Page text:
What you pour into your cereal or granola makes a difference, too. "If you only have oat milk, you're going to be hungry later," Dr. Kreutzer says. Dairy milk or soy milk will provide more protein to keep you satiated all morning (and prevent you from overeating, which may lead to weight gain and its associated health risks).

3. Ultra-Processed Frozen Meals

In the frozen section of the supermarket, you may come across plenty of quick-and-easy meals like breakfast burritos, vegan egg sandwiches and more. But keep in mind that even if something is a "replacement" for unhealthy food (think: frozen plant-based bacon), that's not always a guarantee that it's healthy.

"We know for longevity that you want to avoid anything that is really processed because it does not have the nutrients that we need to thrive," says Dr. Fruge. "Things that have high sugar, high salt and high fat — regardless of if it is a breakfast food or not — are not good for longevity."

Plus, processed foods are major contributors of sodium in the diet as salt is often used to preserve foods and extend shelf life, per the Academy of Nutrition and Dietetics.

"The calories in a food might seem OK, but if the salt is high, that can contribute to blood pressure increases and other problems which can impact longevity," Dr. Fruge says.

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4. Breakfast Bars

Breakfast bars may be quick and easy options for when you're on the go, but they won't benefit you for the rest of the day (or for the rest of your life, necessarily). One main reason: Breakfast bars can be high in calories but not very satisfying, which can lead to poor eating habits.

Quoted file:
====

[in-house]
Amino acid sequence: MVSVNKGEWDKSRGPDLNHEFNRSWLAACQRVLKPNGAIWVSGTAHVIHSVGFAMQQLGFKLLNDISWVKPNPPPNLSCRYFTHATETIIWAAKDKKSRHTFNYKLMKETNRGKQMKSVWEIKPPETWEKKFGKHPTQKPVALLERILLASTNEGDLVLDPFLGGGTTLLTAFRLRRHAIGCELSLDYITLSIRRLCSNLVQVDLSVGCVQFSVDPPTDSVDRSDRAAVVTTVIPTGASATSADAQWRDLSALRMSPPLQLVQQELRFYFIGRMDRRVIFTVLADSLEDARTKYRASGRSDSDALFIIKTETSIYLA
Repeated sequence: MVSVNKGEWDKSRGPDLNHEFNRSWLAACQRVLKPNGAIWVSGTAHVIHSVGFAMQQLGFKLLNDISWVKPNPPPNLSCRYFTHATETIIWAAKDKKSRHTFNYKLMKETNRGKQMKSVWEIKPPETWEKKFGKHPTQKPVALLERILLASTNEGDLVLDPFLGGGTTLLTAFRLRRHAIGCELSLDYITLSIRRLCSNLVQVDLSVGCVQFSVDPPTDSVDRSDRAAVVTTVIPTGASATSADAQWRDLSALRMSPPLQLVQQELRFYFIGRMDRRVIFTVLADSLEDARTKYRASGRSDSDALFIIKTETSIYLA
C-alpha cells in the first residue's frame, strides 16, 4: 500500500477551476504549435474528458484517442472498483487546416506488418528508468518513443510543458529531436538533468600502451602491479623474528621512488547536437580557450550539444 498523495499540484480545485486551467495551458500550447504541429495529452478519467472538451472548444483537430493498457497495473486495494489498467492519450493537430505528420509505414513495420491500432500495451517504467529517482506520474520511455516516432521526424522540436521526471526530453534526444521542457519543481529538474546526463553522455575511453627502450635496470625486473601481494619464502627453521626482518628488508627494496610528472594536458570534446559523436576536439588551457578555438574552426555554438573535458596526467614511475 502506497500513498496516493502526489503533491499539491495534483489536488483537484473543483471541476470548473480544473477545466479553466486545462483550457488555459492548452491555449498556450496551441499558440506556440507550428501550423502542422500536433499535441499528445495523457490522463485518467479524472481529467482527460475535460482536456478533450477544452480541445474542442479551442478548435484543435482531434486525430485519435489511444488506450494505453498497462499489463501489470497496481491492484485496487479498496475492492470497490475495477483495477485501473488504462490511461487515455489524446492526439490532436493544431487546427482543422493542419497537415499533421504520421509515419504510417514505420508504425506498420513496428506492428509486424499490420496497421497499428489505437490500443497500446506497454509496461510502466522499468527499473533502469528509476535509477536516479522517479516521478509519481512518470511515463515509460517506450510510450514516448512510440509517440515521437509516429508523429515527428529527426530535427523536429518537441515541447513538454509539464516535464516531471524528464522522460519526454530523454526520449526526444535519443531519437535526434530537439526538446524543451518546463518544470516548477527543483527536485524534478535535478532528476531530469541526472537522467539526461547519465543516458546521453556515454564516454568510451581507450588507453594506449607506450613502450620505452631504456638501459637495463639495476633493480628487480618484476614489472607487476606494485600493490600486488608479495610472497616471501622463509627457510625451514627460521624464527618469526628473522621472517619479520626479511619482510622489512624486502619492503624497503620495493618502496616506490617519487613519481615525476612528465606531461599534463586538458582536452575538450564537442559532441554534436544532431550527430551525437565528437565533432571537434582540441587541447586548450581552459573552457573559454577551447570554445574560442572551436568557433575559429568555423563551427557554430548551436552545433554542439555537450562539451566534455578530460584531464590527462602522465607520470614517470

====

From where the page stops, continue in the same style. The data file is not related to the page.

"Some of the bars out there can be high in fat," says Dr. Fruge. "It psychologically doesn't seem like you ate that much when in reality you are eating too much."

If you overeat as a result later on in the day, it could eventually lead to weight gain that affects your longevity.

"We know that anything that causes weight gain and fat gain, particularly around the middle, causes metabolic syndrome which is related to blood pressure, cholesterol, diabetes, heart disease, dementia and more," Dr. Fruge says.

5. Baked Goods

Delicious baked staples like pancakes, waffles and doughnuts are often the worst choices for your longevity.

"These might not only have a lot of processed ingredients in them — which makes your blood sugar and your insulin go up — but they may also make you tired later in the day and make you crave food that is not good for you," says Dr. Fruge.

Of course, you can make your own versions of these foods in a healthier way.

"Typically, those types of foods are processed unless you're making them homemade," Dr. Fruge says. "But there is a way to make a healthy homemade pancake or waffle. If you do so with whole-grain flour, and you're not adding sugar, then it can be healthy — it's really about the quality of the ingredients and the serving size."

It also depends on what you pair baked goods with. Processed baked goods may not be rich in nutrients, so if they're the staple of your meals, you're missing out on important vitamins and minerals that can help you live a longer life (and getting too much of the stuff that may ​shorten​ your life).

"To me, the worst breakfast is one that lacks nutrients," Kreutzer tells us. "If I'm having a coffee with non-dairy creamer that has no protein, with two to three packets of sugar, and getting a croissant, I'm missing fiber and protein and getting way too much refined sugar."